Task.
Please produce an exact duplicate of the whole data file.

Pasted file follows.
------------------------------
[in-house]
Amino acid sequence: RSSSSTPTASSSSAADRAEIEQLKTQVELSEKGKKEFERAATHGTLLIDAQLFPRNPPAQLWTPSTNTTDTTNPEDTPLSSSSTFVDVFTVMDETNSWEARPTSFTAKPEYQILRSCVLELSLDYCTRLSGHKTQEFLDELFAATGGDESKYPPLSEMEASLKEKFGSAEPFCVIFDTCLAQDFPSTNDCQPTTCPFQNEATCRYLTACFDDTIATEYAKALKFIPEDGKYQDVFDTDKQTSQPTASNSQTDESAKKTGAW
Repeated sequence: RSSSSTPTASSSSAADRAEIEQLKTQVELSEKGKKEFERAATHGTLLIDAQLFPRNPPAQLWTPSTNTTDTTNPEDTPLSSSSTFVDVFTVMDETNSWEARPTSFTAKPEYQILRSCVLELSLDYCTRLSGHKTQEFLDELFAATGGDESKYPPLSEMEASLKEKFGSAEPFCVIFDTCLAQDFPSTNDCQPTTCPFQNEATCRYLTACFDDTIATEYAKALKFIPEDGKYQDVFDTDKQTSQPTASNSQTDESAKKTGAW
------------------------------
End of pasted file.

[in-house]
Amino acid sequence: RSSSSTPTASSSSAADRAEIEQLKTQVELSEKGKKEFERAATHGTLLIDAQLFPRNPPAQLWTPSTNTTDTTNPEDTPLSSSSTFVDVFTVMDETNSWEARPTSFTAKPEYQILRSCVLELSLDYCTRLSGHKTQEFLDELFAATGGDESKYPPLSEMEASLKEKFGSAEPFCVIFDTCLAQDFPSTNDCQPTTCPFQNEATCRYLTACFDDTIATEYAKALKFIPEDGKYQDVFDTDKQTSQPTASNSQTDESAKKTGAW
Repeated sequence: RSSSSTPTASSSSAADRAEIEQLKTQVELSEKGKKEFERAATHGTLLIDAQLFPRNPPAQLWTPSTNTTDTTNPEDTPLSSSSTFVDVFTVMDETNSWEARPTSFTAKPEYQILRSCVLELSLDYCTRLSGHKTQEFLDELFAATGGDESKYPPLSEMEASLKEKFGSAEPFCVIFDTCLAQDFPSTNDCQPTTCPFQNEATCRYLTACFDDTIATEYAKALKFIPEDGKYQDVFDTDKQTSQPTASNSQTDESAKKTGAW